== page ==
Goals

We need a convenient, uniform way to build Clojure and contrib projects. Problems are

Near-term Process

Notes

The inheritance diagram of POMs:

Benefits

Release Process

"Releasing" Snapshots

Deployment of SNAPSHOTs to the OSS repo is entirely straightforward:

Releasing Releases

The release process involves some additional steps, and some added process/policy may be desirable.

Right now, the build.poms and tools.nrepl Hudson jobs are configured to support the most straightforward/naïve release process possible:

  1. Click "Perform Maven Release" on the job's main page.
  2. Specify the release and development versions to be provided to maven-release-plugin:
    1. release version The version of the release to be built and deployed to the OSS repo, thereupon to central
    2. development version The version that the project's POM(s) will be updated to in git HEAD via a post-release push.

Suggestions for these are usually provided, based on the last version known to Hudson, e.g. if HEAD has a version of 1.0.0-SNAPSHOT, release and dev versions of 1.0.0 and 1.0.1-SNAPSHOT respectively.

  1. The maven release plugin does a few things worth noting:
    1. in the hudson-local git repo, it:
      1. commits an updated project POM with the release version, tagging that changeset with a corresponding tag
      2. commits another updated project POM with the development version, leaving this changeset as master
    2. it performs a clean clone of the hudson-local git repo, checking out the tagged release changeset
    3. in rough terms, performs an mvn clean deploy, targeting the Sonatype OSS releases repository
  2. The deploy operation will create or add to an org.clojure-specific release staging repository in the OSS Nexus instance.
  3. The naïve part: after the deploy operation completes, we automatically close and promote the staging repository's contents to the OSS releases repo, and therefore to central
  4. Once the mvn invocation completes successfully, a post-maven build step pushes master and the release tag to the upstream github repo

This process may or may not be sufficient.  The uncertainty centers on the interaction with the Nexus release staging repository.  Some thoughts:

Given the above, questions include:

  1. Will we want to vet individual release artifacts in any way just prior to their staging repository being promoted to central (similar to e.g. Apache)?
  2. Will we want to attempt to coordinate releases in any way, at the point of staging repository promotion?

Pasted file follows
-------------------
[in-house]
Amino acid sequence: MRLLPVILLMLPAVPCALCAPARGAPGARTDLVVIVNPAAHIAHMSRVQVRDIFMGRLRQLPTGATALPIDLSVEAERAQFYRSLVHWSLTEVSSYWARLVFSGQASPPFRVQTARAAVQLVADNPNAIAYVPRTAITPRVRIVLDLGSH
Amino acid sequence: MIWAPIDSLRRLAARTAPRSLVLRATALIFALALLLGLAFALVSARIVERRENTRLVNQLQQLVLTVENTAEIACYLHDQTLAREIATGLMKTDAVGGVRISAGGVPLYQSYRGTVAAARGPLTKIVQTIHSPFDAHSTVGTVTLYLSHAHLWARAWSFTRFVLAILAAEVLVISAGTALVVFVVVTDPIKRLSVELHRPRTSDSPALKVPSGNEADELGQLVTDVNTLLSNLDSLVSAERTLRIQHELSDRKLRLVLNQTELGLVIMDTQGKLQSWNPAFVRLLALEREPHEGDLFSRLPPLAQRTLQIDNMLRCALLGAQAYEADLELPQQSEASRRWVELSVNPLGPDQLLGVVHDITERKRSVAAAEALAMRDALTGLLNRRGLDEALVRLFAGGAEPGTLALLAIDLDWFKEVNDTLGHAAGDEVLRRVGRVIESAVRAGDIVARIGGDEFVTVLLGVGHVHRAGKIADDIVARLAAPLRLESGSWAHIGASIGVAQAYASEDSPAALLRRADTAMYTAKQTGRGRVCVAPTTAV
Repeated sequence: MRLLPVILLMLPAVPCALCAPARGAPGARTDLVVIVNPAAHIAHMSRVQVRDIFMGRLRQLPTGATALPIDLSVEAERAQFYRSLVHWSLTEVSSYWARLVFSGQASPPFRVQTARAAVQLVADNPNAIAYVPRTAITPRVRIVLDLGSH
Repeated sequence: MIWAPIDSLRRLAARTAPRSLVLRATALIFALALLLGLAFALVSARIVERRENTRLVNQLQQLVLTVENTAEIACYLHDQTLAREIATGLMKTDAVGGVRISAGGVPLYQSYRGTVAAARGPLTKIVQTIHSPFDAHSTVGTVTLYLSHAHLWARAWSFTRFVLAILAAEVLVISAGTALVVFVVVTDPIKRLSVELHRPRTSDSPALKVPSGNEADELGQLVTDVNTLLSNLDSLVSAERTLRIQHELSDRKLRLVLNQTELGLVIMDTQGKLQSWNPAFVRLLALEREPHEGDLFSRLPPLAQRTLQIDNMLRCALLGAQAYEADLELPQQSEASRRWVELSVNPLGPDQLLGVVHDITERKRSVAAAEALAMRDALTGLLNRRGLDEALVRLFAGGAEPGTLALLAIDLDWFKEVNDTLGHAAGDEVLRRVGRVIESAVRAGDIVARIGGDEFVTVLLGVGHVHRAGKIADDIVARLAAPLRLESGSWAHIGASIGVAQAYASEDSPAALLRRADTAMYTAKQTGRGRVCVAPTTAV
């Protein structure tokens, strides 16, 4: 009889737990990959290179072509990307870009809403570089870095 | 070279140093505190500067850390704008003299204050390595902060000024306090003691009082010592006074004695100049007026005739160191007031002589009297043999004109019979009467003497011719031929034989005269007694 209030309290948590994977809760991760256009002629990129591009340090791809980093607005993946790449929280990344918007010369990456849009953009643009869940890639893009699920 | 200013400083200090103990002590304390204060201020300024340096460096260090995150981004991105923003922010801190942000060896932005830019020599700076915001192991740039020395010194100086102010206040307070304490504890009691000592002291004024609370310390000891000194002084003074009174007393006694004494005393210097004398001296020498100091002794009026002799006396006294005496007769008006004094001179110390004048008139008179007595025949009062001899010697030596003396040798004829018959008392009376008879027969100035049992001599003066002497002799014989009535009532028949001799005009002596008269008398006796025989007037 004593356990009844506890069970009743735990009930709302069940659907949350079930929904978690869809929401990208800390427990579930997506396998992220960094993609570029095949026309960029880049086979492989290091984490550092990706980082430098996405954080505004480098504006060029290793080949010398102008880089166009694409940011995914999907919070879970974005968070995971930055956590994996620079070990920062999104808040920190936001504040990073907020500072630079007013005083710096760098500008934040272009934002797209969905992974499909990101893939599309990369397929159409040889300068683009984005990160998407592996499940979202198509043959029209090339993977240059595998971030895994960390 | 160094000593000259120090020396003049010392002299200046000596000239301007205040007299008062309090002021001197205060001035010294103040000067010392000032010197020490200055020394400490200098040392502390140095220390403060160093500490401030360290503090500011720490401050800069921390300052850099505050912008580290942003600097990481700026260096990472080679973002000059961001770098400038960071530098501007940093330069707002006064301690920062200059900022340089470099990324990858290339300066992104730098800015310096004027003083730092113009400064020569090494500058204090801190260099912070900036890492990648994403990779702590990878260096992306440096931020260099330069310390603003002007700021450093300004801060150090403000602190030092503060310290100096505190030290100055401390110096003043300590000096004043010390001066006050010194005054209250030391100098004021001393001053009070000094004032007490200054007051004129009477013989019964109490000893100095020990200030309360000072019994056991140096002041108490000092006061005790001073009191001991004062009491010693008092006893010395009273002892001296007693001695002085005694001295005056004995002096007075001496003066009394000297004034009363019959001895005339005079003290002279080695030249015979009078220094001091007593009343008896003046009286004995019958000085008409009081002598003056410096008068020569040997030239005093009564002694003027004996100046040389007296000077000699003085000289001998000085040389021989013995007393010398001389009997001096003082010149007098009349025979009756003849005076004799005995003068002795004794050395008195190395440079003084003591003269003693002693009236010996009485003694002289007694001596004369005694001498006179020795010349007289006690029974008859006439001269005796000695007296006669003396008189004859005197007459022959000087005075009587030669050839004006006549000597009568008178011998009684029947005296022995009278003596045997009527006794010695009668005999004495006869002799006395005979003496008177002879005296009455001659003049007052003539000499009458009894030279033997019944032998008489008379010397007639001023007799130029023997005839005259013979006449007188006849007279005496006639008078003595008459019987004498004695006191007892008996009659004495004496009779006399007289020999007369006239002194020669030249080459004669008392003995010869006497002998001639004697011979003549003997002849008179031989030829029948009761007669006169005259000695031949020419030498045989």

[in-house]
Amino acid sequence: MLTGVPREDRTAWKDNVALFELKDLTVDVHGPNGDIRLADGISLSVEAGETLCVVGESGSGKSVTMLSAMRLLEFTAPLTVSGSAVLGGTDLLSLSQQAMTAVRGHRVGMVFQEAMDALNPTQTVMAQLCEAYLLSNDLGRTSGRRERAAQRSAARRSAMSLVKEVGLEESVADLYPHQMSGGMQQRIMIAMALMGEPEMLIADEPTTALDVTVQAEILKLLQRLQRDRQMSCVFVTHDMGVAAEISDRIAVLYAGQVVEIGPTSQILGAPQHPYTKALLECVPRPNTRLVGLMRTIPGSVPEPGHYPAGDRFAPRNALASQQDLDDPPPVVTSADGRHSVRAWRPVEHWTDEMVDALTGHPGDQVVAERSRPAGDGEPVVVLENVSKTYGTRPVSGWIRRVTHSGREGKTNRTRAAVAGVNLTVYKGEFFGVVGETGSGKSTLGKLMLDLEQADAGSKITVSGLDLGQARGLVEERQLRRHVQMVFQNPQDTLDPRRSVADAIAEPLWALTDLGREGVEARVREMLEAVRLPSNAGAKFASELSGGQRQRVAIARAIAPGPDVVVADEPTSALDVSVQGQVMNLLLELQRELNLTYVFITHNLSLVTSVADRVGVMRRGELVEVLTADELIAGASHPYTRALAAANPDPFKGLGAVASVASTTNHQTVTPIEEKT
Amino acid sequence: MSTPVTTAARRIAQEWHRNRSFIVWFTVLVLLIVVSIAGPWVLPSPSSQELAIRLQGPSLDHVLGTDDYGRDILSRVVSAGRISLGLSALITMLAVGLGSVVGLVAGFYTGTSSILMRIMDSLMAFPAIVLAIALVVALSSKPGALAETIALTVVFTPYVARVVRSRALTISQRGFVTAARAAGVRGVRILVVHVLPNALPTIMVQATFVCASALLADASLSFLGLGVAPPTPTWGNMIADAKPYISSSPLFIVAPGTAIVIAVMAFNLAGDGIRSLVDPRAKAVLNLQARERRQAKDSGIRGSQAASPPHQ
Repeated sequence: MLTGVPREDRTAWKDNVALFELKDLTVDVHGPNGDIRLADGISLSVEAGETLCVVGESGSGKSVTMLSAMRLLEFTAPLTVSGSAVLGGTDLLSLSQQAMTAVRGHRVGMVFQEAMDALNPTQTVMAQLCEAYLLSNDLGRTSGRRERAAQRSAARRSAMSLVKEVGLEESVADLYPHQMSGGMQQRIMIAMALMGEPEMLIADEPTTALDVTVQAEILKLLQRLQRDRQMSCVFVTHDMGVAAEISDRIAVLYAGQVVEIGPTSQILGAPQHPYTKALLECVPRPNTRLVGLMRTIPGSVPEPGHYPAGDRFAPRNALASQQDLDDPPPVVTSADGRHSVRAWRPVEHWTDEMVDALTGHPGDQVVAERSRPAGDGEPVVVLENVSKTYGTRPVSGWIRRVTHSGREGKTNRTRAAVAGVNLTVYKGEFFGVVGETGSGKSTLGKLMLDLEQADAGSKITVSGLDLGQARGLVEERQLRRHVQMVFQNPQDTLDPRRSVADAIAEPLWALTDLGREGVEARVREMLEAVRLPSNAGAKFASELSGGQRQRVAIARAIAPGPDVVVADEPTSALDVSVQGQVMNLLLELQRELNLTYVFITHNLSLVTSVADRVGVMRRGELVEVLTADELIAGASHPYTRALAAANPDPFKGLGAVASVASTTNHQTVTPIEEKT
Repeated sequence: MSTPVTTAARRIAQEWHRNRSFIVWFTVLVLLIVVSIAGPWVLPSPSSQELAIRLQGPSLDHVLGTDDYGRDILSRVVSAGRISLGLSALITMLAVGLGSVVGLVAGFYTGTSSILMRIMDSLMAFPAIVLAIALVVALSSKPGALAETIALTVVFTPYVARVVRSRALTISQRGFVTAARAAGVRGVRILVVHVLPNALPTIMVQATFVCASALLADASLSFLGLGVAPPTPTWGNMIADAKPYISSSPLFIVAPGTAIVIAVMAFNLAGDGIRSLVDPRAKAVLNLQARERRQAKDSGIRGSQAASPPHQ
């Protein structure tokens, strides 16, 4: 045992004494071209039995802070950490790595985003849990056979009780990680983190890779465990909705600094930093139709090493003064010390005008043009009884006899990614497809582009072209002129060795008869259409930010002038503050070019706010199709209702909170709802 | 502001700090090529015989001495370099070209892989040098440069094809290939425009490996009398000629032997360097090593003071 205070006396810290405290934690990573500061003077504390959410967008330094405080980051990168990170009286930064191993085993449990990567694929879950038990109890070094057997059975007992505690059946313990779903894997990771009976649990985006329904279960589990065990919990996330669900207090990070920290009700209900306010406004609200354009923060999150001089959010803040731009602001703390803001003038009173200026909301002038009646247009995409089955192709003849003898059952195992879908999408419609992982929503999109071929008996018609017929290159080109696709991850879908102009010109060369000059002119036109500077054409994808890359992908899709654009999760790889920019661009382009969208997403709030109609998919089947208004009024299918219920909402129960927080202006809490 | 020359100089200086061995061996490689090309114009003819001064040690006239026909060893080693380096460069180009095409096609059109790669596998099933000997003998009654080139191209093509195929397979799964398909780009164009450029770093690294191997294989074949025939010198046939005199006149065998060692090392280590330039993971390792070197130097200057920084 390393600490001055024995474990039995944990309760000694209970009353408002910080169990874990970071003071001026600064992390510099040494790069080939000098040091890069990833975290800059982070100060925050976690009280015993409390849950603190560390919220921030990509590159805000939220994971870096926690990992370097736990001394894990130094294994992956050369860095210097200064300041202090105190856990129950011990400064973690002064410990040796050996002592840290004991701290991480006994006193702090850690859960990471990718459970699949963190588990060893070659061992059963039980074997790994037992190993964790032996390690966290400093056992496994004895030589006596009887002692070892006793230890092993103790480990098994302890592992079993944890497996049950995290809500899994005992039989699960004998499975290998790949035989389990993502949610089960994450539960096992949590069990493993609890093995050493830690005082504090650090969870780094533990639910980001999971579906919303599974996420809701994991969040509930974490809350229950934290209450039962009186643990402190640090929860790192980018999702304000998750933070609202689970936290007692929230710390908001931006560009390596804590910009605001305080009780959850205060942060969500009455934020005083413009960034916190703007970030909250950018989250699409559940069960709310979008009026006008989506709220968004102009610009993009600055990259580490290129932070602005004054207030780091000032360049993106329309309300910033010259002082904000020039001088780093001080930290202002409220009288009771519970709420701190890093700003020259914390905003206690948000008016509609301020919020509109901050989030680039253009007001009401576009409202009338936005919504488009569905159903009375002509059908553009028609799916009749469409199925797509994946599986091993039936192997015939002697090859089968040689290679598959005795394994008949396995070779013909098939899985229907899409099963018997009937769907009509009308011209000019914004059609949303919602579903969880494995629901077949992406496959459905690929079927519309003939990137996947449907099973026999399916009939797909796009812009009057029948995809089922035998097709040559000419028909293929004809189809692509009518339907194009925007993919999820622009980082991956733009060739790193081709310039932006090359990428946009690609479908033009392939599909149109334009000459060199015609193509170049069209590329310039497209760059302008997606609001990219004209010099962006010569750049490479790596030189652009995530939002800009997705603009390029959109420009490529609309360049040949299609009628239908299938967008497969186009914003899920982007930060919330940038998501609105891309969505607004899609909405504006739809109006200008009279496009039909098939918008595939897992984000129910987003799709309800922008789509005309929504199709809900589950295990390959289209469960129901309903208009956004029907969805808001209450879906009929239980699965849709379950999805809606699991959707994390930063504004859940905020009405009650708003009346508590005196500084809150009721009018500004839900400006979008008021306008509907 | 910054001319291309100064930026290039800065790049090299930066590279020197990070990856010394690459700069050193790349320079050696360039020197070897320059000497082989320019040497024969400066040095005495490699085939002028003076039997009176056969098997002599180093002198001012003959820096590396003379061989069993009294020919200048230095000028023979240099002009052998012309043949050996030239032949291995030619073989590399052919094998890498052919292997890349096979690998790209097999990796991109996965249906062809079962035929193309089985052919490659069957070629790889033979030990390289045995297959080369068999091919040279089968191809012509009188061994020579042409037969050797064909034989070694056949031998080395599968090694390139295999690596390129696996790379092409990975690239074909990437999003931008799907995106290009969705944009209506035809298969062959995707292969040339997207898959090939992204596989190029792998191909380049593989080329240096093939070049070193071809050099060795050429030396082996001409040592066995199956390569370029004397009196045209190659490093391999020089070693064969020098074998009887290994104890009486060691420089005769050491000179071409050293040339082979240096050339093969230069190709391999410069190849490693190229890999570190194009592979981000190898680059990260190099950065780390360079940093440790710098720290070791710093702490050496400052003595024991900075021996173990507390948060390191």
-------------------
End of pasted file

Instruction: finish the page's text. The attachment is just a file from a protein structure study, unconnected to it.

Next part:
1. This would imply not closing our staging repository automatically as part of our projects' release builds.
    2. Once we've deployed whichever projects we aim to release in a coordinated fashion to the staging repository, we then manually close that repo.
    3. After verifying that the batch of staged artifacts pass our final criteria, we then manually promote their staging repo.
    4. If those artifacts are not acceptable, we can then drop the staging repository, and revisit whatever issues were exposed in our final testing.
      1. Note that this would require us backing out the versioning changes in the projects' POM(s) in SCM (again, presumably a manual operation) without stomping on any substantive patches applied in the interim.

I've written before about how coordinated releases should be off the table; the dynamics of staging repository closing and promotion would seem to make that prospect even less attractive, if only because of the serious pain that would result if we were to back out committed and pushed versioning changes (the automatic handling of which is a no-brainer IMO).

Vetting individual release artifacts would seem to be a more feasible option, if so desired (at least the pain of backing out project version changes would be localized to the project with the problematic release).

However, in both cases, I'd suggest that having multiple alpha and RC releases should eliminate all technical reasons for vetting of staged release artifacts.  At the very least, I'd say that it's worth trying to use the naïve approach through one full release cycle, if only because it's the simplest fully-automated solution available.

- Chas

Possible Future Development